The whole area of the solar system that produces human activities is the subject of our Planetary Plasma Atmospheric Research Center in Tohoku University. The Center is focusing on the change and evolution of the solar system, such as the Earth, energy sources from the sun, Mars that explorers are constantly orbiting, Venus where a Japanese probe travels, and Mercury and Jupiter. Our research is carried out with the colleagues of the Department of Geophysics, Earth Sciences and Astronomy of the Graduate School of Science, the people who are involved in research activities in various institutions in Japan and the world. We are pleased that you will participate in this trip and support us.

    Brief History

    1932 Mukaiyama Geomagnetic Observatory was founded.
    1947 Onagawa Geomagnetic Observatory was founded.
    1957 Zao Airglow Observatory was founded.
    1957 Geomagnetic Observatory attached to Faculty of Science was founded.
    1961 Onagawa Geomagnetic Observatory was moved to the current place at Kirigasaki.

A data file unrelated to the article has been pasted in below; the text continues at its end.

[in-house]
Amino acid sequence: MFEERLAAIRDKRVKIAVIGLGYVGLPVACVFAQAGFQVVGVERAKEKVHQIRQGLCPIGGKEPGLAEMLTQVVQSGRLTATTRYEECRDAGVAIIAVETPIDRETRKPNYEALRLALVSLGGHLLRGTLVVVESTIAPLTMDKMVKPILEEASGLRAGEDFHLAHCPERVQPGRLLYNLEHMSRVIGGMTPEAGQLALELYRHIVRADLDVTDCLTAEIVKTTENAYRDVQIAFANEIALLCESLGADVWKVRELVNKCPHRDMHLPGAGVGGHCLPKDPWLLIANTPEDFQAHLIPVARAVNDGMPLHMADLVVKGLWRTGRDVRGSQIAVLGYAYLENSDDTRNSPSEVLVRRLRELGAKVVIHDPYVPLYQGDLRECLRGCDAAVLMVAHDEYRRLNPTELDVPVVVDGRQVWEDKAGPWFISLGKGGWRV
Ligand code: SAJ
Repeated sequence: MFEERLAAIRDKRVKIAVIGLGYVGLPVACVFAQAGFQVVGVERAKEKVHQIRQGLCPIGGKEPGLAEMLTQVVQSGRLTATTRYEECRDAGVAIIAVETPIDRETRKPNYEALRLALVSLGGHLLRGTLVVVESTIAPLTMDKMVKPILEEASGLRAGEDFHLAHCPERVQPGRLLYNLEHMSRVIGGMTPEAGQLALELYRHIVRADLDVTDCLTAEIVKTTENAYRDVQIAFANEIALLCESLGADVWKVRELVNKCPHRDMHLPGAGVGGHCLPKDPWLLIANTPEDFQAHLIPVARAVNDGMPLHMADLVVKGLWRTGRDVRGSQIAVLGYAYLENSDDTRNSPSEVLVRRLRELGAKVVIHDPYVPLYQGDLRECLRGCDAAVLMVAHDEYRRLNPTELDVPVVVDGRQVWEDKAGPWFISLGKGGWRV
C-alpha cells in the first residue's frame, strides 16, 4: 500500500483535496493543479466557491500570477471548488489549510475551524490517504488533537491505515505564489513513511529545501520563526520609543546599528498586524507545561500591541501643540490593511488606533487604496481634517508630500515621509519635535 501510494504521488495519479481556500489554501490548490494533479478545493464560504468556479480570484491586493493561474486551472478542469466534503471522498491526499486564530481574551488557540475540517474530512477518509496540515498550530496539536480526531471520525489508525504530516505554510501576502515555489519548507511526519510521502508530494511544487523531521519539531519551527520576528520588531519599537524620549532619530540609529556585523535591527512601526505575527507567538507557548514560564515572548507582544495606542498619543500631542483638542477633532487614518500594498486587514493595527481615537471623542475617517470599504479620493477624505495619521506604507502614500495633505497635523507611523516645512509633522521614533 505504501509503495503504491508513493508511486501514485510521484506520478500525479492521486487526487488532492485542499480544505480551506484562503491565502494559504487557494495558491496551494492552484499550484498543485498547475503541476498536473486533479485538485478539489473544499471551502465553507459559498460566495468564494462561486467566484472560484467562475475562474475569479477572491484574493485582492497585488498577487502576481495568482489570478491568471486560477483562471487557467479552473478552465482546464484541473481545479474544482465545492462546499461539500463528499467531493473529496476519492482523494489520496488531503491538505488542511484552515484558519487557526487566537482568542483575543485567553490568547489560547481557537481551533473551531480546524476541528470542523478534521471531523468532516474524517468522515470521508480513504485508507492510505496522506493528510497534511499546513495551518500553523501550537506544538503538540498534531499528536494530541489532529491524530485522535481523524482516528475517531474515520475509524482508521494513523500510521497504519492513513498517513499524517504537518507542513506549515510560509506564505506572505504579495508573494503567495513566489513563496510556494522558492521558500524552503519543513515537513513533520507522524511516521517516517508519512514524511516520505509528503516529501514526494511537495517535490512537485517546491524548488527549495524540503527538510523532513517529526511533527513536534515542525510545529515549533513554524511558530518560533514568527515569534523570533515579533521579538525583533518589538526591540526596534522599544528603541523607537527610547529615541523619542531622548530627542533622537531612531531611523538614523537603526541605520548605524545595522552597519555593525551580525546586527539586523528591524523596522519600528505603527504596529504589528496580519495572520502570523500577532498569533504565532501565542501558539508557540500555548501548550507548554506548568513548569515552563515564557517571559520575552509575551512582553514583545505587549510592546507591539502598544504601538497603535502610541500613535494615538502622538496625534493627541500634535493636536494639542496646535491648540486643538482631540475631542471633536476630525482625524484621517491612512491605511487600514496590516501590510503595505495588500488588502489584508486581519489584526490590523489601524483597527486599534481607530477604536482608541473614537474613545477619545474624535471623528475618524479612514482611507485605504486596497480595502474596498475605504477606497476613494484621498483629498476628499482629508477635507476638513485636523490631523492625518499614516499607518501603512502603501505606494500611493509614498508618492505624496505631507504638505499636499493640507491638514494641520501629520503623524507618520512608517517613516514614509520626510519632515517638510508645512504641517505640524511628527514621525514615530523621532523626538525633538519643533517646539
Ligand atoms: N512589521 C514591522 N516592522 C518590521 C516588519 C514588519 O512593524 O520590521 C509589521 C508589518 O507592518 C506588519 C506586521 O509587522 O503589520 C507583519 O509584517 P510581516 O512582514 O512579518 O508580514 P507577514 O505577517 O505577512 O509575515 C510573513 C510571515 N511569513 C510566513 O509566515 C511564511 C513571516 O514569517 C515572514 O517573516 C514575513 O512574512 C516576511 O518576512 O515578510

1973 Upper Atmosphere and Space Research Laboratory attached to Faculty of Science was founded.
    1974 Observation of Jupiter's radio emission was started at Zao Observatory.
    1977 1-km baseline interferometer observation of Jupiter's radio emission was started at Zao Observatory.
    1980 Kawatabi Observatory was founded. Zao-Kawatabi long baseline interferometer observation of Jupiter's radio emission was started.
    1984 Yoneyama Observatory was founded. Zao-Kawatabi-Yoneyama long baseline interferometer observation of Jupiter's radio emission was started. 
    1992 Iitate Observatory was founded. Zao-Kawatabi-Iitate long baseline interferometer observation of Jupiter's radio emission was started.
    1993 Zao Observatory was moved to the current place at Shichigahara.
    1996 ELF magnetic pulsation observation was started at Onagawa Observatory.
    1996 Observation of Jupiter and Galaxy radio emission with 100-m array interferometer was started at Iitate Observatory.
    1998 A 60-cm optical-infrared telescope were founded in Iitate Observatory.
    1999 PPARC was founded by integrating Upper Atmosphere and Space Research Laboratory and Geomagnetic Observatory. Above four observatory were attached to PPARC.
    2000 IPRT started observation of Jupiter's synchrotoron radiation at Iitate Observatory.
    2000 2-m dome facility was founded at Haleakala summit, Maui, Hawaii, and started observation of Jupiter's satellite Io torus.
    2006 T40 facility with 2.6-m dome was founded at Haleakala.
    2010 IPRT started observation of solar radio emission.
    2014 60-cm telescope was relocated from Iitate to Haleakala. T60 facility was founded.